32. Given the terms of the judgment, on which the Secretary of State was entitled to base his decision about an award of compensation, I would nevertheless with considerable hesitation not press to a dissent my view that there was "a serious default" by the magistrate.

  33. I would accept that the decision of the Secretary of State that Mr. McFarland does not qualify for compensation under the second limb was open to him in the circumstances of the case.

  34. I would also dismiss the appeal.

    Lord Scott of Foscote

    My Lords,

  35. Persons who have been imprisoned following a conviction which later has been quashed have two possible routes for seeking compensation. One route is to claim compensation under section 133(1) of the Criminal Justice Act 1988. The other is to apply for an ex gratia payment from the Home Secretary. The difference is obvious. If the case can be brought within section 133(1), the claimant has a statutory right to compensation. If it cannot be brought within the section, the claimant has no right to compensation but merely the hope, and sometimes the expectation, that he will be the recipient of an ex gratia payment.

  36. The facts of the present case have been set out by my noble and learned friend Lord Bingham of Cornhill. As my noble and learned friend has explained in paragraph 9 of his opinion, Mr. McFarland cannot bring his case within section 133(1). If he is to receive compensation it must be an ex gratia payment.

  37. In a statement to the House of Commons made on 29 November 1985 the then Home Secretary, Mr. Douglas Hurd, explained the circumstances in which he would be prepared in the future to make ex gratia payments of compensation to persons who had spent time in custody before their convictions had been quashed. This statement has been overtaken in part by the enactment of section 133(1) of the 1988 Act but, apart from that, has not been modified or added to and has been the basis on which successive subsequent Home Secretaries have made, or refused to make, ex gratia payments.

  38. Mr. McFarland applied to the Secretary of State for compensation but his request was refused. He brought an application for judicial review challenging the refusal. The relief sought included a declaration that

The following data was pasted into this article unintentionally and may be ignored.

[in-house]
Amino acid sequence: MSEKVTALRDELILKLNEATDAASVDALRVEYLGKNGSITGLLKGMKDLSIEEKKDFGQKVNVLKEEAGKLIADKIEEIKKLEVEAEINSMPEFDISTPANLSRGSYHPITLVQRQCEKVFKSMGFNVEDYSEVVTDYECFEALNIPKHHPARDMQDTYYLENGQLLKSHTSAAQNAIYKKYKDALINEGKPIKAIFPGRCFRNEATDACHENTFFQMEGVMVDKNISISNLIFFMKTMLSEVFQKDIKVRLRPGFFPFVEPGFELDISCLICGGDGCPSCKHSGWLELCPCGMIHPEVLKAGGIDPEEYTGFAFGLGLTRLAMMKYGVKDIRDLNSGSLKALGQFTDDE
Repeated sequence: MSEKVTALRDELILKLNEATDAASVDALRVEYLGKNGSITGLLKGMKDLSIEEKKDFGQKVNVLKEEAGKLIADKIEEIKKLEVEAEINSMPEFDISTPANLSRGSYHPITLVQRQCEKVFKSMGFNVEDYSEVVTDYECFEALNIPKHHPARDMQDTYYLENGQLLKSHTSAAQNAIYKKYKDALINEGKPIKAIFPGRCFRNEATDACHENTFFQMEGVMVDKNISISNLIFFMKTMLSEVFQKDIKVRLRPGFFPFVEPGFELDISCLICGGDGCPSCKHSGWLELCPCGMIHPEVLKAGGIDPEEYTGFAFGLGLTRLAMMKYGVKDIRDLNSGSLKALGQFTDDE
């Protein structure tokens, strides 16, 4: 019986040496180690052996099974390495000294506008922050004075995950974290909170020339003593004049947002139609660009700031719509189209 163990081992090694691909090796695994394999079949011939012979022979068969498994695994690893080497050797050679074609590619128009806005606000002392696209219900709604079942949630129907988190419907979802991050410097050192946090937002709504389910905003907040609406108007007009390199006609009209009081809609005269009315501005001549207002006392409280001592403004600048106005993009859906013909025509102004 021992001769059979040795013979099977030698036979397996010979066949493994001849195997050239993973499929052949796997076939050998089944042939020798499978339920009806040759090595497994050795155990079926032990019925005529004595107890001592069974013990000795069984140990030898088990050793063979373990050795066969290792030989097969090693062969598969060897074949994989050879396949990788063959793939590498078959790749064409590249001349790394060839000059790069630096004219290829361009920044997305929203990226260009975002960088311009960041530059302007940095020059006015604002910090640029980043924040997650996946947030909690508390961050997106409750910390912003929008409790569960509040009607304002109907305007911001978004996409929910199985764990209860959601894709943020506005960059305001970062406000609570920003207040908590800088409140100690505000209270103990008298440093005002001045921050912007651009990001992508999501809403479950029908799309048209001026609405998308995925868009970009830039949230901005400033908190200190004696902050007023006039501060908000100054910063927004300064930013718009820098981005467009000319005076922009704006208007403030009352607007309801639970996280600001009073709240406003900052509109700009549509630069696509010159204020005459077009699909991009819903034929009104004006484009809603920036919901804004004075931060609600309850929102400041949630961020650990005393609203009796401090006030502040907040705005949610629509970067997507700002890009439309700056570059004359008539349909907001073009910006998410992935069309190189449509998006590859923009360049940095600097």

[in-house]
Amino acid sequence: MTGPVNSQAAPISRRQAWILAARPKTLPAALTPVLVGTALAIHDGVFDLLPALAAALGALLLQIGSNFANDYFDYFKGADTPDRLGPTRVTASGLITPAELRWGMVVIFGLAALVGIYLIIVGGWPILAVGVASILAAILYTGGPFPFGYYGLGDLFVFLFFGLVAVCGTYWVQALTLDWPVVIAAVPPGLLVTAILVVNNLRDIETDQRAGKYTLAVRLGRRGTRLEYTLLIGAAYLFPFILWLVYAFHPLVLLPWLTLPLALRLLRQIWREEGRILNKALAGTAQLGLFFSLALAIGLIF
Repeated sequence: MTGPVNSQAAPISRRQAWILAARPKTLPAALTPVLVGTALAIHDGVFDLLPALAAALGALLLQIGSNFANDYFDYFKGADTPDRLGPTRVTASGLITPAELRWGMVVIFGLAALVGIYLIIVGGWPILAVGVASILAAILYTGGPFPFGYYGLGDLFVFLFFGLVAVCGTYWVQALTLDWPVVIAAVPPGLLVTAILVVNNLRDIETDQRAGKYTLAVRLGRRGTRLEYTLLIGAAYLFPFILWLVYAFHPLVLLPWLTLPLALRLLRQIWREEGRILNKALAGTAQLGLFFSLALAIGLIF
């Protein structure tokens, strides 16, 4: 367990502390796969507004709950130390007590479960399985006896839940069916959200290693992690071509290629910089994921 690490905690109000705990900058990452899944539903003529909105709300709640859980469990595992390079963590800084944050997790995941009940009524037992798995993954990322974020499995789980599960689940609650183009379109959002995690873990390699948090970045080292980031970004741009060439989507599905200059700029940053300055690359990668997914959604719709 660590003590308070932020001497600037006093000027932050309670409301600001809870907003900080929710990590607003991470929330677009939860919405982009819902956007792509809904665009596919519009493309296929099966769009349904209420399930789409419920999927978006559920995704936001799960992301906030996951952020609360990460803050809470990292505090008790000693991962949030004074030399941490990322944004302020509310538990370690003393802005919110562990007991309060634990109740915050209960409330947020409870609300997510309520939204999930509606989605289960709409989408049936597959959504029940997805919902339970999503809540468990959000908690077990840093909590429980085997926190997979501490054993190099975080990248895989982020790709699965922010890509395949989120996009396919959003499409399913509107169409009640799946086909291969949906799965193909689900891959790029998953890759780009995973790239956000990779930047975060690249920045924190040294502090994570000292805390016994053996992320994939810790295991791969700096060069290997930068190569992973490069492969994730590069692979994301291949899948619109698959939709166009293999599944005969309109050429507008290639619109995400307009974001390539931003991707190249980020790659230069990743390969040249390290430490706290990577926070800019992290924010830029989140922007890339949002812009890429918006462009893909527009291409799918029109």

the Applicant is entitled to have a decision by the Secretary of State in accordance with the law on his request for compensation arising out of his imprisonment on a wrongful conviction.

    and an order that

    the matter be remitted to the Secretary of State to be considered in accordance with the ruling of this Court.

  39. In the courts below and in this House the Home Secretary's statement of 29 November 1985 has been subjected to a process of construction and analysis with a view to ascertaining whether the facts of Mr. McFarland's case bring him within one or other of the categories of case in which, according to the statement, the Home Secretary would be prepared to make an ex gratia payment. Having read the opinion of Lord Bingham I am in full agreement with the reasons he has given for concluding that Mr. McFarland's case falls within none of those categories. I agree, in particular, that section 133(1) has subsumed the category of cases that would previously have fallen within Article 14(6) of the International Covenant on Civil and Political Rights. I agree also that a magistrate would not normally be regarded as "a member of a police force or of some other public authority". But this process of construction and analysis of the Home Secretary's statement that your Lordships, and the courts below, have engaged in seems to me sufficiently odd to warrant a few supplementary remarks.

  40. In making ex gratia payments the Home Secretary is disbursing public money. But he is not doing so pursuant to any statutory duty or statutory power. There is no statute to be construed. He is exercising a Crown prerogative. He is accountable for what he does with public money to Parliament and, in particular, to the House of Commons. The making of ex gratia payments is lawful if, but not unless, there is Parliamentary authority for the disbursements (see Auckland Harbour Board v The King [1924] AC 318 per Viscount Haldane at pp 326/7). Your Lordships have, not surprisingly, not been addressed on this aspect of the ex gratia scheme but presumably the ex gratia payments in wrongful conviction cases are authorised by some provision in the annual Appropriation Act.